European Region of the International Lesbian, Gay, Bisexual, Trans and Intersex Association

Accessibility and standard compliance statement

Standard compliant

xhtml valid

Our website complies with the latest standard for the web (xhtml 1.1 strict). Accessibility is an important idea behind many web standards, especially HTML.

Standards are written so that old browsers will still understand the basic structure of your documents. Even if they can’t understand the newest and coolest additions to the standards, they’ll be able to display the content of your site.

Not only does this mean allowing the web to be used by people with disabilities, but also allowing web pages to be understood by people using browsers other than the usual ones - including voice browsers that read web pages aloud to people with sight impairments, Braille browsers that translate text into Braille, hand-held browsers with very little monitor space, teletext displays, and other unusual output devices.

As the variety of web access methods increases, adjusting or duplicating websites to satisfy all needs will become increasingly difficult (indeed, some say it’s impossible even today). Following standards is a major step towards solving this problem. This help ensure not only that traditional browsers, old and new, will all be able to present our site properly, but also that it will work with unusual browsers and media.

properly structured pages

All our web site is free of the convoluted mess of nested tables, presentational markup and spacer GIFs. The content (the main and most important part of the page) is put on the top of the html page. It loads before the header and the presentation information is done only with the CSS.

This provides every web user a better experience because:

  • people that use other browsers than Internet Explorer and other operating systems than Windows are able to use the site
  • user agents that have disabled or do not support it will get unstyled but well-structured and fully usable content
  • user agents that do not support JavaScript will still be able to use the site
  • Our site is be faster thanks to reduced file sizes compared to table-tag soup
  • our site is usable in mobile and handheld devices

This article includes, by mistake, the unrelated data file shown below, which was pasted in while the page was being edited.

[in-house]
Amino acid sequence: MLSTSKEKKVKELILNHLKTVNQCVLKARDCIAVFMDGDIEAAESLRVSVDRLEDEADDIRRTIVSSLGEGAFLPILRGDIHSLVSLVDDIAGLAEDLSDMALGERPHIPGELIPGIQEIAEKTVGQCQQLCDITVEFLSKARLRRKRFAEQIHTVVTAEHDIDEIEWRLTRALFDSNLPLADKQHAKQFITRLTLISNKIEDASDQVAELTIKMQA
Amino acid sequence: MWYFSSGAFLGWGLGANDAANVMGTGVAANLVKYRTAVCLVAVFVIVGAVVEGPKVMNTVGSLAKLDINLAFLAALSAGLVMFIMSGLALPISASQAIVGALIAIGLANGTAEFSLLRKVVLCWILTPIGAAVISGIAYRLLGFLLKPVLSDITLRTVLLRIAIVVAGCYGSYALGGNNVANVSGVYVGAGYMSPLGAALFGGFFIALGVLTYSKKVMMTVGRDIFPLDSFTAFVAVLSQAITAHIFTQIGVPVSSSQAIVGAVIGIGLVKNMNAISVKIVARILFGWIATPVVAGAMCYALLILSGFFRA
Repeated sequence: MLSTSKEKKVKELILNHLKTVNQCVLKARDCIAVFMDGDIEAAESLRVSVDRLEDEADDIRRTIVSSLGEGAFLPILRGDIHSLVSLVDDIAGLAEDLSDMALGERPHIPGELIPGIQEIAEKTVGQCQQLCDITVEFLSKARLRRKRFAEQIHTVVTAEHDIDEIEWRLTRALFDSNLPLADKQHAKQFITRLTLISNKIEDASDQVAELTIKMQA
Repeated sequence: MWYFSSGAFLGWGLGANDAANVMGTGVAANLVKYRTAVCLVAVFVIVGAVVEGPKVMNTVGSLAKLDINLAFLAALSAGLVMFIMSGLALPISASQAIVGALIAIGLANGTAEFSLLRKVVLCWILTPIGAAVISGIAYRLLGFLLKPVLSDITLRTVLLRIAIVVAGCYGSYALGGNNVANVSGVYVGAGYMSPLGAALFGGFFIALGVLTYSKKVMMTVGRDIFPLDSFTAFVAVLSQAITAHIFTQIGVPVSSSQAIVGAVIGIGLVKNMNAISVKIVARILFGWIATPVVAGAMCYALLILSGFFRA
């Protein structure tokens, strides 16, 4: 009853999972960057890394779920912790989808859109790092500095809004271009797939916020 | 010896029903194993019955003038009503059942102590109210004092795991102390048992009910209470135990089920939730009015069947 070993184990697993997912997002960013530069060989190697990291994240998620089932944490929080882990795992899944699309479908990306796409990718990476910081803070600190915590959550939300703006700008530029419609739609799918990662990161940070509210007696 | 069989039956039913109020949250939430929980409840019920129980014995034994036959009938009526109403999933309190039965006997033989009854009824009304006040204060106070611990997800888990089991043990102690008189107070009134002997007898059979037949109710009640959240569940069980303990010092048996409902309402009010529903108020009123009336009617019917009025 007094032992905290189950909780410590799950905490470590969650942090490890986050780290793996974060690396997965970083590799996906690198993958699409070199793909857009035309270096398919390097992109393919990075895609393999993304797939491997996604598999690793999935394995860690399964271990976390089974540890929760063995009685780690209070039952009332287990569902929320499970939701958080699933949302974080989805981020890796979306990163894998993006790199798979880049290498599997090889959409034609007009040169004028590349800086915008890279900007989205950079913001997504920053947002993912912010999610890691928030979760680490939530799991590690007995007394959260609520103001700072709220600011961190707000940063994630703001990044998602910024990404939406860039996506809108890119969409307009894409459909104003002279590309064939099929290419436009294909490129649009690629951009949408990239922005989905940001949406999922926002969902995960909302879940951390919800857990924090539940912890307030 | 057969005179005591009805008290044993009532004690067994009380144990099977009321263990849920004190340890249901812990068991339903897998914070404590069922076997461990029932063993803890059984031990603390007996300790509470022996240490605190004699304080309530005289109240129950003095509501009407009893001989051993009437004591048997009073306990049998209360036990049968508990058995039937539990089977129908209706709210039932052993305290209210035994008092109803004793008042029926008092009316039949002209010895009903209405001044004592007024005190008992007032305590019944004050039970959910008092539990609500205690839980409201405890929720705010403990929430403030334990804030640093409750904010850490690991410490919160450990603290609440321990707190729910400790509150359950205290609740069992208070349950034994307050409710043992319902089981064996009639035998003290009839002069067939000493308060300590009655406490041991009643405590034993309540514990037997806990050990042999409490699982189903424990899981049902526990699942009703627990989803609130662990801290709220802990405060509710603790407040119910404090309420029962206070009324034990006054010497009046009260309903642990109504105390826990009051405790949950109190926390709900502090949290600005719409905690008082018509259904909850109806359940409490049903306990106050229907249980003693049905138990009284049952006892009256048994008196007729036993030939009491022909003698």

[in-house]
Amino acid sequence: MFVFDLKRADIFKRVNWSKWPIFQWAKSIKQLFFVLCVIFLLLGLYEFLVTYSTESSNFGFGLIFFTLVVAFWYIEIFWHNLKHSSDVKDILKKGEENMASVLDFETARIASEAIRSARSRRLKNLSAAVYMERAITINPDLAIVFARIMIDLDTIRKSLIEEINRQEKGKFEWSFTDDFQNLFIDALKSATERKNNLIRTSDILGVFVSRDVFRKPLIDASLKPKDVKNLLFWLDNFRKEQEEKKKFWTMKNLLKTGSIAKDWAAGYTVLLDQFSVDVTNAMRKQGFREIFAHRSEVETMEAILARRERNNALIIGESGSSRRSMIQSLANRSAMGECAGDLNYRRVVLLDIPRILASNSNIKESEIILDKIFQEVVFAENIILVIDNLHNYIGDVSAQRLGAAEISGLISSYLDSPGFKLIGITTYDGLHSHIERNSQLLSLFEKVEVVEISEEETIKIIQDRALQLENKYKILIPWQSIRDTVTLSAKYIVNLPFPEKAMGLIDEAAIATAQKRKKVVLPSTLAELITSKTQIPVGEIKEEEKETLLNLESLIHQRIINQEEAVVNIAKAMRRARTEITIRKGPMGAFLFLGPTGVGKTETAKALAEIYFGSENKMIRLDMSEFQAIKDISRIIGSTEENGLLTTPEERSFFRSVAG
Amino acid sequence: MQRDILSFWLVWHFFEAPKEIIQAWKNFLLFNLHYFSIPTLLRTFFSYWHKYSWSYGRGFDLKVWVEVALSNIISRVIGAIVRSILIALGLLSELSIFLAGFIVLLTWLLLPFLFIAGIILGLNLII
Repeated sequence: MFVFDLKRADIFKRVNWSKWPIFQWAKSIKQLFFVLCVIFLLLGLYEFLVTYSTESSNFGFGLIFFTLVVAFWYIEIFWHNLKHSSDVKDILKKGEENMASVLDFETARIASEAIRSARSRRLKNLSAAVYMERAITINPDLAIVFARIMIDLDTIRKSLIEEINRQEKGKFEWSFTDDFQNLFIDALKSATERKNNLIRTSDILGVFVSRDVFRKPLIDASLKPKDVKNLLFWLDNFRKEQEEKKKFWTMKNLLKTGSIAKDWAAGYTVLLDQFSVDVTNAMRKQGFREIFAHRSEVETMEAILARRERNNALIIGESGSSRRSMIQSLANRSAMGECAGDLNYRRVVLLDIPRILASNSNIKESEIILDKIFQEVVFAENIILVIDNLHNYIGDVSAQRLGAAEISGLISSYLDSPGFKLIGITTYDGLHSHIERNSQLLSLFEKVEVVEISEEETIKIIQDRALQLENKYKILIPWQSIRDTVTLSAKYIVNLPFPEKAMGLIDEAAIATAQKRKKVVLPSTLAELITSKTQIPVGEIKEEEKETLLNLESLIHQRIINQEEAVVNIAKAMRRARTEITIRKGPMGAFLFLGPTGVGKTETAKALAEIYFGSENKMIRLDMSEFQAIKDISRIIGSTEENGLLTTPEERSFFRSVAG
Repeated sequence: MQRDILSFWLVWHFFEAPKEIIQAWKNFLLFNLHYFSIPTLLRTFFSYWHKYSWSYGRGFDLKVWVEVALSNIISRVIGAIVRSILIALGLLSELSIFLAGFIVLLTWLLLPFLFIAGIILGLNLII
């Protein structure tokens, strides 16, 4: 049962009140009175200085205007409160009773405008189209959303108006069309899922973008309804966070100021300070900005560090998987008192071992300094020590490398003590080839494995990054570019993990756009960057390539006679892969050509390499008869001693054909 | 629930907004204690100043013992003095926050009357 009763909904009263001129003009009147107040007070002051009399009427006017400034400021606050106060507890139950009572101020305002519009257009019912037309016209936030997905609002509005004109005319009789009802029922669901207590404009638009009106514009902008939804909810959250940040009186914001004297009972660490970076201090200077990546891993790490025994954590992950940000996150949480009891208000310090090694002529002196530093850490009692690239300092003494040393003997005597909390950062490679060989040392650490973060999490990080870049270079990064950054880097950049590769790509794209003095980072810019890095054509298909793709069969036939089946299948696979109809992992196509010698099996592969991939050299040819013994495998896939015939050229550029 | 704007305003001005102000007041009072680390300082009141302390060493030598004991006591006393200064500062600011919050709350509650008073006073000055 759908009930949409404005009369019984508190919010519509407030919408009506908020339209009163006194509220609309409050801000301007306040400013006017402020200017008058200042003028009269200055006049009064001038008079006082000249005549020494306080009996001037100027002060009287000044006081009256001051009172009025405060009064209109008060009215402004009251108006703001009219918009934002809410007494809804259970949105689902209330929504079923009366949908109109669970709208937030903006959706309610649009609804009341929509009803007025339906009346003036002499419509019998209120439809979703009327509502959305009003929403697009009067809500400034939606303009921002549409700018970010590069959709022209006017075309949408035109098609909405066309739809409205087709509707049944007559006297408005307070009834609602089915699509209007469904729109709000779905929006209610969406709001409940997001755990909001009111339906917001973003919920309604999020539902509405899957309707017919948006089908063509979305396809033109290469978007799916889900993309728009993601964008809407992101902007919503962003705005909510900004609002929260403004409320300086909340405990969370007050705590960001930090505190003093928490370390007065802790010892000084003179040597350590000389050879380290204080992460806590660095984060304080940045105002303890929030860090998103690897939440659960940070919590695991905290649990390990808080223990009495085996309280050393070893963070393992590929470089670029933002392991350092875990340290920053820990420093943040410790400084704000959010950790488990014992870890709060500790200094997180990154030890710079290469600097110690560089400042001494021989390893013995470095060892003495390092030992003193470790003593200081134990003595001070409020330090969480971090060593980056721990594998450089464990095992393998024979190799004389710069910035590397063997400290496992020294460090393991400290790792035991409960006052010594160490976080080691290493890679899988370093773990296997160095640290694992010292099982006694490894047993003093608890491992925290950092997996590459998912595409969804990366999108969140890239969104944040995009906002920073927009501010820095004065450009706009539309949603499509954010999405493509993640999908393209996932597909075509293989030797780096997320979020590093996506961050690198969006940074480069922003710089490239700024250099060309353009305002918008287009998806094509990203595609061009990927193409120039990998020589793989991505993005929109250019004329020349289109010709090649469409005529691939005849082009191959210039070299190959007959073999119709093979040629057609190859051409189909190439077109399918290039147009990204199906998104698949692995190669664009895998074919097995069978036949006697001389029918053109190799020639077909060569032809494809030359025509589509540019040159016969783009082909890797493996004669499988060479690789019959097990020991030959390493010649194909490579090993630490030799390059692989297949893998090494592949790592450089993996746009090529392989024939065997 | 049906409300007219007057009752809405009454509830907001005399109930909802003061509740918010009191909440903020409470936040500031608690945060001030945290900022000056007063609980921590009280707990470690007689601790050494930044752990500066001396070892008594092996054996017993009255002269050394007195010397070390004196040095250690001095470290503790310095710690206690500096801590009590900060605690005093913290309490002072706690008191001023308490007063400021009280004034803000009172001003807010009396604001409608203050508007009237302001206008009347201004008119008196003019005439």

• accessibly marked up forms enhance usability for everybody
  • You are in control of how our pages displays on your screen. We adjust to your screen and your font size, not the opposite.

 

Accessibility

Access options page

You can disable the stylesheets, change the font size or the website's colour scheme. You can use use access keys to navigate the site.

On Internet explorer, you can't easily disable the stylesheet. If you want to have maximal control on the display of the websites you visit, we suggest you to use firefox.

Access keys

Access keys are a useful navigation device enabling you to get around our site using your keyboard. They can be used to jump to different sections of content across our main site.

Available Access Keys

  • f – find (got to the search box)
  • h - homepage

 

and then you have a number between 0 and 9 for each of the main section of the website

  • 0 - about us
  • 1 - news
  • ...
  • 9 - noticeboard

Each browser handles differently the access keys, please find explaination for the most common ones

Firefox and Mozilla (PC)

Hold down the ALT key and press the number or letter of the access key

Internet Explorer 5+ (PC)

Hold down the ALT key, press the number or letter of the access key, release both keys then press ENTER

Mozilla (Mac)

Hold down the CTRL key and press the number or letter of the access key

Safari and Omniweb (Mac)

Hold down the CTRL key and press the number or letter of the access key

Minimising the use of images

Live text is used rather than graphics wherever possible to reduce page download time and to increase your control over text size.

Alternative text

Images on our website have alternative text attributes, often known as alt text. This means that when an image is used on a web page to convey information its content is also described in the alt text. This means that the image can be understood by text browsers and assistive technologies such as screen readers. If an image is used for simply decorative purposes, the text attribute for the image is left empty in line with accepted best practice.

Help us to help you

We seek to meet the Priority A and selected AA and AAA guidelines of the W3C Web Content Accessibility Guidelines. Our website is tested on a regular basis using a combination of automated tools to identify potential problem areas and manual testing to ensure we meet the spirit as well as the letter of the W3C's accessibility guidelines.

Inevitably, we won't always get it right, and with over the amount of pages we have published, we are bound to miss some problems, but we are committed to addressing any access issues promptly. And that's where we'd like your help. If you experience any difficulties in accessing our website, or have trouble using any aspect of the website, we'd like you to let us know. Contact us and let us know your experience.